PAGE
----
What changes would you like to see to the music industry to allow you to make a living from your music?

Tricky question. On the one hand the music industry is growing more and more everyday. Everyone can find all these mirco genres that they want to hear. But the industry is over saturated with bands. Trying to stand out in the sea of bands is no easy task.

If I could change anything it would be having more money coming in. But that comes with success. I have friends in fairly well established bands and I know they still work part time or have their own businesses on the side. If bands had more time to soley focus on their music alone I’d have no doubt we’d get some incredible music. Unfortunately you have to pay the bills at some point

The role of an artist is always subject to change. What’s your view on the (e.g. political/social/creative) tasks of artists today and how do you try to meet these goals in your work?

Sure artists change all the time. Artists are influenced and inspired by everything in their lives. If we find ourselves in a shit situation and we are frustrated we don’t let it get us down. It’s all fuel for the engine, let’s turn something shit into something wort listening too. In terms of band goals we want our music to be real and honest. For example we aren’t trying to sound aggressive and heavy in that part of the song, when we wrote it we were aggressive and angry in that moment. It’s a big circle which is what’s so great about working with the guys and hammering it out in the practice room.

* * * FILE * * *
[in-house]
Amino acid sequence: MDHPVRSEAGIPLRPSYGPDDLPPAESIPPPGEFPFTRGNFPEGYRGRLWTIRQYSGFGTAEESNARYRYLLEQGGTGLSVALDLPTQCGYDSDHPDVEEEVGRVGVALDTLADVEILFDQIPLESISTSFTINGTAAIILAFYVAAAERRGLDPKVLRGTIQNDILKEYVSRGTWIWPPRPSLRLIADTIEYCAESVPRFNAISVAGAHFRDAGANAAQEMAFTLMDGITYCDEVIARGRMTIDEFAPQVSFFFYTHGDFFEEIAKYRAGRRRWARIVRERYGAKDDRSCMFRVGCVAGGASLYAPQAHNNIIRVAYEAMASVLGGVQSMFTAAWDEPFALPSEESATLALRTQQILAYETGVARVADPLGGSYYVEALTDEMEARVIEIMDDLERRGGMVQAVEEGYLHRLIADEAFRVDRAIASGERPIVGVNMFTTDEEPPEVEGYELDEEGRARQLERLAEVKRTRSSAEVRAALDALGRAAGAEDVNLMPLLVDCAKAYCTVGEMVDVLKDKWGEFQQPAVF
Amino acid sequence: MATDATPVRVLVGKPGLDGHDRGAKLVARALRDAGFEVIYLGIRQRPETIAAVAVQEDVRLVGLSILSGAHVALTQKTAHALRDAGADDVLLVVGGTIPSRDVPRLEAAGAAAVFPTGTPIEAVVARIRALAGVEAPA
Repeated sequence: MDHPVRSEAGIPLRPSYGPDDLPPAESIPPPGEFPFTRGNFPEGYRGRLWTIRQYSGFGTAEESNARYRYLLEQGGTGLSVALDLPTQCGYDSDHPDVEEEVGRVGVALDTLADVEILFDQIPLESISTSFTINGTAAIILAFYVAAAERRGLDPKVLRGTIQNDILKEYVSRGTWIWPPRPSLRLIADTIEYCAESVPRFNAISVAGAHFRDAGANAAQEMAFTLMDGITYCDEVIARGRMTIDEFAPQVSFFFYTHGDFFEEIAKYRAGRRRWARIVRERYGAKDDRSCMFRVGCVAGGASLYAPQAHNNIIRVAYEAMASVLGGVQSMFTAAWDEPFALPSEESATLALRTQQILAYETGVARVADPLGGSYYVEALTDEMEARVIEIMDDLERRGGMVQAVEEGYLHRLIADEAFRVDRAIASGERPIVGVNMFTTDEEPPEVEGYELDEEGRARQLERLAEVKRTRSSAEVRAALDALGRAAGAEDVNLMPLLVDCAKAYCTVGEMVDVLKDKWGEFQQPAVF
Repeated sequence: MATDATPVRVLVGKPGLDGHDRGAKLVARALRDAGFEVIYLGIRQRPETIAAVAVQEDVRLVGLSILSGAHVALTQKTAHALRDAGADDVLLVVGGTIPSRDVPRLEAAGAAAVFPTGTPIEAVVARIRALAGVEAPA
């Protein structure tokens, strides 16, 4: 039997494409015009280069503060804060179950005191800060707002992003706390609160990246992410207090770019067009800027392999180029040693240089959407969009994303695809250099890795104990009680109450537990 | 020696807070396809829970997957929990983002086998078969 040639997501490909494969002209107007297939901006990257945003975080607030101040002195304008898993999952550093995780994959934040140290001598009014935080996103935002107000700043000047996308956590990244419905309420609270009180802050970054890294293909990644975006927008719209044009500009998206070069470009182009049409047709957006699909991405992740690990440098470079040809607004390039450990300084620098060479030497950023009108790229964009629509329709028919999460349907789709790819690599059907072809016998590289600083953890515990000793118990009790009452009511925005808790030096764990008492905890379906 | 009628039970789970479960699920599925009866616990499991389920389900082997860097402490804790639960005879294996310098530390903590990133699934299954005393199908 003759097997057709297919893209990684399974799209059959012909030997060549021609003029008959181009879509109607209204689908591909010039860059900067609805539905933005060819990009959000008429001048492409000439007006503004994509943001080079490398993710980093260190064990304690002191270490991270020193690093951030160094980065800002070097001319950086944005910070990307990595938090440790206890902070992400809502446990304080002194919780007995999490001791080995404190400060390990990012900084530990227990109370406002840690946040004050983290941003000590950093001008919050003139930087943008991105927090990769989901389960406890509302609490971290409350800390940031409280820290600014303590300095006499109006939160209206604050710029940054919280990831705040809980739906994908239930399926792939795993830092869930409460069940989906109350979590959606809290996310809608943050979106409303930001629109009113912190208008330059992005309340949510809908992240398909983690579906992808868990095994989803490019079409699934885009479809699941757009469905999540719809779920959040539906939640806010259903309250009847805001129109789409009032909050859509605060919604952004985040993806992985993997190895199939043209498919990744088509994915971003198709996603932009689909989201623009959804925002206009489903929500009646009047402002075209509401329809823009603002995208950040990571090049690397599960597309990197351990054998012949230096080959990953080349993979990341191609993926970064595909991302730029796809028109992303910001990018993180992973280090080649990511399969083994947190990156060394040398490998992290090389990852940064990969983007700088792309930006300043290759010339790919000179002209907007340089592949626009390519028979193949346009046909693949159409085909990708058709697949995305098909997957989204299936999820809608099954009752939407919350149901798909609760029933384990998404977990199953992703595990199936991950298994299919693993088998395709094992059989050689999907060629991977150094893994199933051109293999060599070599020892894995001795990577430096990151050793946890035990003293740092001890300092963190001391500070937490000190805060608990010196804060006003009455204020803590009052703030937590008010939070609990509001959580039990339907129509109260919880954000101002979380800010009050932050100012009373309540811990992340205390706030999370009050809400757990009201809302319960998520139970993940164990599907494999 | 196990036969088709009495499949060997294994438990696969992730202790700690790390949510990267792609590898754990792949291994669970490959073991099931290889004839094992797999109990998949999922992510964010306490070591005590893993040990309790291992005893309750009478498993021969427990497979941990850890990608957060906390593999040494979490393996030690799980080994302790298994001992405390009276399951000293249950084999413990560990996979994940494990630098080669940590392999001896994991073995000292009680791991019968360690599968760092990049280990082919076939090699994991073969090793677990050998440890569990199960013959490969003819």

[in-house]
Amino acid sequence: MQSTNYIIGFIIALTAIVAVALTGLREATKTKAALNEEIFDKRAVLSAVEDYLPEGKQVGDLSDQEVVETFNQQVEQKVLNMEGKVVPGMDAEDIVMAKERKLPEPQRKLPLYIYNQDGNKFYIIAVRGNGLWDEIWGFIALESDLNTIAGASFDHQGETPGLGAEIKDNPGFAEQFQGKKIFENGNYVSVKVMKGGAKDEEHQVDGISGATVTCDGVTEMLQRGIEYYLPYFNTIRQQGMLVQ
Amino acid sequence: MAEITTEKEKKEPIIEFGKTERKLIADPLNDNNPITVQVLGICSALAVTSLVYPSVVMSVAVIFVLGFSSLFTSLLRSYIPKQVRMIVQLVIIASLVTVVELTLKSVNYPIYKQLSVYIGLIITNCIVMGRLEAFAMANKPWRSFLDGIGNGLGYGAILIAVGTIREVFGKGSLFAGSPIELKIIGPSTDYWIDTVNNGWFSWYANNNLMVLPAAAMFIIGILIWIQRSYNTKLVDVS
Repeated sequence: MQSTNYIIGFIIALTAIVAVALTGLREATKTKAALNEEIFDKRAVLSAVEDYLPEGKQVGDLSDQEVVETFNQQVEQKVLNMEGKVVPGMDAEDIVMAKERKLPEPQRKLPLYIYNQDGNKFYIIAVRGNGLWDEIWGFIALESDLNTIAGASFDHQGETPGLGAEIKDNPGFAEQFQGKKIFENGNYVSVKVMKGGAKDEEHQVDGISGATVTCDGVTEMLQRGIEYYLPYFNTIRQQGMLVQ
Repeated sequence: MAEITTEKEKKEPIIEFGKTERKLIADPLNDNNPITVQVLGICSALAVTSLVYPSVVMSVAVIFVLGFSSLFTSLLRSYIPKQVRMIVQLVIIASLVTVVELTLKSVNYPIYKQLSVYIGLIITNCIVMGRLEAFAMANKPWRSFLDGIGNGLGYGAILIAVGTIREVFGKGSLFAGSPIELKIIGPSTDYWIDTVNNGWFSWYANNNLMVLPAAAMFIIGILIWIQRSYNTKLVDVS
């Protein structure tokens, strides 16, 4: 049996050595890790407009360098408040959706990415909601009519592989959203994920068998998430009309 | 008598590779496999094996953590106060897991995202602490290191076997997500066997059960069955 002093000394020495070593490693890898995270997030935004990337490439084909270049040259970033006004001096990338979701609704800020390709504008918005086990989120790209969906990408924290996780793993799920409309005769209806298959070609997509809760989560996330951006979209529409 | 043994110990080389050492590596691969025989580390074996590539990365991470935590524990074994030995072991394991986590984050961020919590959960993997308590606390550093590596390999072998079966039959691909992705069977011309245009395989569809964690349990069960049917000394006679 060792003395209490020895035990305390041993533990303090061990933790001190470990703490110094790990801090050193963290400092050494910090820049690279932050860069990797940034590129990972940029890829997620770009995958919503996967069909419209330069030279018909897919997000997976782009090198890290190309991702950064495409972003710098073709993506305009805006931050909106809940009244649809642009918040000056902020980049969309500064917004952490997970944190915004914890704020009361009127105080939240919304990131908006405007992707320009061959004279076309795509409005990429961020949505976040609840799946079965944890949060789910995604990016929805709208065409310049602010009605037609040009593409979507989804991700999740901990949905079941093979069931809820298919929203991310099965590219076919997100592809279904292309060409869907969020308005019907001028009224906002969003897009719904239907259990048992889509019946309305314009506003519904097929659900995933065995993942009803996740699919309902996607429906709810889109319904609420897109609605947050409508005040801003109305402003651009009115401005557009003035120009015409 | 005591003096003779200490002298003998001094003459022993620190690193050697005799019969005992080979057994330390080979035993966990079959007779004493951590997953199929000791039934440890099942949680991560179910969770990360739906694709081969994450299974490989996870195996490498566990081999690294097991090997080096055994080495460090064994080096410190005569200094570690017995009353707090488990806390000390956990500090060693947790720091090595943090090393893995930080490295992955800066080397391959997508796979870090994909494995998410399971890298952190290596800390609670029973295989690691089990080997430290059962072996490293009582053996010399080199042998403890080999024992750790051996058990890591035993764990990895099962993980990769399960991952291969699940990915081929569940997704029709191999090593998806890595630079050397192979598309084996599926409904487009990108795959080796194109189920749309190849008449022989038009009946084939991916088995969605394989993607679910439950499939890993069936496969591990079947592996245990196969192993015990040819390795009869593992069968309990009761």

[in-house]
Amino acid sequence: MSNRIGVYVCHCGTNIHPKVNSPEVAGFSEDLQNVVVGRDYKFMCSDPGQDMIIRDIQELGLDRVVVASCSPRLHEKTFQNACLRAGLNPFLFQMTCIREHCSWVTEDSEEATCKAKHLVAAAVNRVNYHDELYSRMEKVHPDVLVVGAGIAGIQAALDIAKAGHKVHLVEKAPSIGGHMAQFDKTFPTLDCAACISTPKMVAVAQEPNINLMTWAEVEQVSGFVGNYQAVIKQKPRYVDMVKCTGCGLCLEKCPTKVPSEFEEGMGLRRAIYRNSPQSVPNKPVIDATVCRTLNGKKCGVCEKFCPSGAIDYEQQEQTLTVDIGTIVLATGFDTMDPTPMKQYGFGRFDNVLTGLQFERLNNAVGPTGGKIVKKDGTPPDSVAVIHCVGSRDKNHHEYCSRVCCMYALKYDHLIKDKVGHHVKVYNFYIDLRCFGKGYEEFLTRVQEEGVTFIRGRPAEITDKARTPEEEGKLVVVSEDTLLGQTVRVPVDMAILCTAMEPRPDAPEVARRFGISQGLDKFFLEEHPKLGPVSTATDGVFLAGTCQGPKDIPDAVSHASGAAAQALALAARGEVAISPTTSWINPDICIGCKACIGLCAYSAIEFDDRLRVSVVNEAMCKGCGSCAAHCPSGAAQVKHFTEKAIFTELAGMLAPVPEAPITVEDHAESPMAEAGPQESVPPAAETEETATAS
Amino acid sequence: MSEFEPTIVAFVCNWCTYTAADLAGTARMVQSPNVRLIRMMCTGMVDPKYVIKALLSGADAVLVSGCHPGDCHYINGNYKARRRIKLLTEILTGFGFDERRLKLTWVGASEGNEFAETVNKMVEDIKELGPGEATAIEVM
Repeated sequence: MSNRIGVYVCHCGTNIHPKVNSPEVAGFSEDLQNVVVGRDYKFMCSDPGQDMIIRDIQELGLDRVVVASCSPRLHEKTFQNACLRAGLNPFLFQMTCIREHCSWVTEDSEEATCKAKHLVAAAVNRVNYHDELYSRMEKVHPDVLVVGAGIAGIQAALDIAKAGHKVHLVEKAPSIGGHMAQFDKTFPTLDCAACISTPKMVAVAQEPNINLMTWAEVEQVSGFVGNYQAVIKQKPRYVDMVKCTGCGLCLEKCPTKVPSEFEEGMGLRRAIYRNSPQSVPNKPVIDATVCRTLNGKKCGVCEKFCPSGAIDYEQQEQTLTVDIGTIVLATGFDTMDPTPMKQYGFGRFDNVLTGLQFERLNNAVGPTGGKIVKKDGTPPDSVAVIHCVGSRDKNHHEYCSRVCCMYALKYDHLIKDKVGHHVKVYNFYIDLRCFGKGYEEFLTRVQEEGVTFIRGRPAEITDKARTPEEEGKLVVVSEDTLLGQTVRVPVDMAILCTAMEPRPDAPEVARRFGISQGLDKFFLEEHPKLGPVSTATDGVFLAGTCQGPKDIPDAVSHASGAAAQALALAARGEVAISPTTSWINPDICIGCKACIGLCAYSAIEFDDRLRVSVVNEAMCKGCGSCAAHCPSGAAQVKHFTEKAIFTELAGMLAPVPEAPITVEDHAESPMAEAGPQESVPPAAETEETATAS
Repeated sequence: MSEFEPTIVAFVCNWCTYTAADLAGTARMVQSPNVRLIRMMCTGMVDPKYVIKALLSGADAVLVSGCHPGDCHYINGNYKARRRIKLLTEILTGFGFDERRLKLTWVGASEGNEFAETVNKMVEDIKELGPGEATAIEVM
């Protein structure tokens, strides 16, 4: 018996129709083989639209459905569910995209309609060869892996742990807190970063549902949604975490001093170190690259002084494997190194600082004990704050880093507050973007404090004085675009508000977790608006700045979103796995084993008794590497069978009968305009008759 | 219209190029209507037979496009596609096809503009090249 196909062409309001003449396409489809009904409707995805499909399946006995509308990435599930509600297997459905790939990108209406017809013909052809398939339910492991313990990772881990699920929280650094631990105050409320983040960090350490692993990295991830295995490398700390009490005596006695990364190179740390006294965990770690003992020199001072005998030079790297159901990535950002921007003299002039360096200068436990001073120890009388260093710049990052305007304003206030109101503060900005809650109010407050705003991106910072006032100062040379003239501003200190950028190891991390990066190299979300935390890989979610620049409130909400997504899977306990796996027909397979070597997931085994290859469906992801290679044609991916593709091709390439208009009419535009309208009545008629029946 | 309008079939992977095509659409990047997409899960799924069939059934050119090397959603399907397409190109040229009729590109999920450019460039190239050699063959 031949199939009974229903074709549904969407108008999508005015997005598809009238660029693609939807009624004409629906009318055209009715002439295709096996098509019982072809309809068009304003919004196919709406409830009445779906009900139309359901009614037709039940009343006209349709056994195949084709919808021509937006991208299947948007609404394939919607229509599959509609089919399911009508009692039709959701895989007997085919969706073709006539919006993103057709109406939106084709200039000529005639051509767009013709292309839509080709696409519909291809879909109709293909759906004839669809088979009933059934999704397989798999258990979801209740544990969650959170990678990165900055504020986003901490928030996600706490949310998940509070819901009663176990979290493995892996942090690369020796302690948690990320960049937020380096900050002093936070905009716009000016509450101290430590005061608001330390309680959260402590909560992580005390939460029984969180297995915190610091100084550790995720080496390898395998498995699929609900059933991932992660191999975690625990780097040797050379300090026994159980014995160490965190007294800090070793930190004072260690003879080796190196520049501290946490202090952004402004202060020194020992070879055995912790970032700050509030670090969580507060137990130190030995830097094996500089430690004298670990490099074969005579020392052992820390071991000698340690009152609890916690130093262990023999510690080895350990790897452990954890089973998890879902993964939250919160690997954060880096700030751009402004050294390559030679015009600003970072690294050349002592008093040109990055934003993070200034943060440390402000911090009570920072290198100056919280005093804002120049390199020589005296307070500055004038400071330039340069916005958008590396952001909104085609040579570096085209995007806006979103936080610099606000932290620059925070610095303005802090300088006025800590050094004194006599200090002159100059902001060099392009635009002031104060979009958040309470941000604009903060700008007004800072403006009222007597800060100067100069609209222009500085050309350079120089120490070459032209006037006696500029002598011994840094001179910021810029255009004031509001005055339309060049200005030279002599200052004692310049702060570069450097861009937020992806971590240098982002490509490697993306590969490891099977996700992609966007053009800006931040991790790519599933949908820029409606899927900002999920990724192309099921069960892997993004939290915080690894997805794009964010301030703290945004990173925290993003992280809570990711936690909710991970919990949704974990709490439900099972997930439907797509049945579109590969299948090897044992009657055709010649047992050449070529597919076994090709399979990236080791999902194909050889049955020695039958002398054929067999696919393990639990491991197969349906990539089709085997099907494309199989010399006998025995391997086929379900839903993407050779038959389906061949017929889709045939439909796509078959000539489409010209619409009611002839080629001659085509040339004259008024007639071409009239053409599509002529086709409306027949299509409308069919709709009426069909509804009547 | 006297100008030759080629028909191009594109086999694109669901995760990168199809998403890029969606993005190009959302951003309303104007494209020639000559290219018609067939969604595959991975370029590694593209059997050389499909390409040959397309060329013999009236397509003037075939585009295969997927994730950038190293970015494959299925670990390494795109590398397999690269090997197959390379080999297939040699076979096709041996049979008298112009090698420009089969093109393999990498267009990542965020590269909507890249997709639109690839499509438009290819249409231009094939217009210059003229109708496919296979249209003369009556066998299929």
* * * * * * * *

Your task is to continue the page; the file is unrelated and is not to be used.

Music-sharing sites and -blogs as well as a flood of releases, in general, are presenting both listeners and artists with challenging questions. What’s your view on the value of music today? In what way does the abundance of music change our perception of it?

It depends what you deem as value I guess. Value in terms of wealth or value as what it gives to you. Wealth wise there’s not a lot of money in it. But in a way the music is incredibly valuable to all of us. We invest so much of ourselves into our music. The weekly band practices, saving money for gear, the hours traveling around the world, writing one song for days on end, the disagreements in the practice space. But after all that it’s still worth it to us. Hearing it back once it’s recorded or seeing the crowds reactions when we play it live. The value in that is priceless.

If someone can get anywhere close to that feeling from purchasing an album for around £10 then you’ve got yourself a bargain there!

How, would you say, could non-mainstream forms of music reach wider audiences?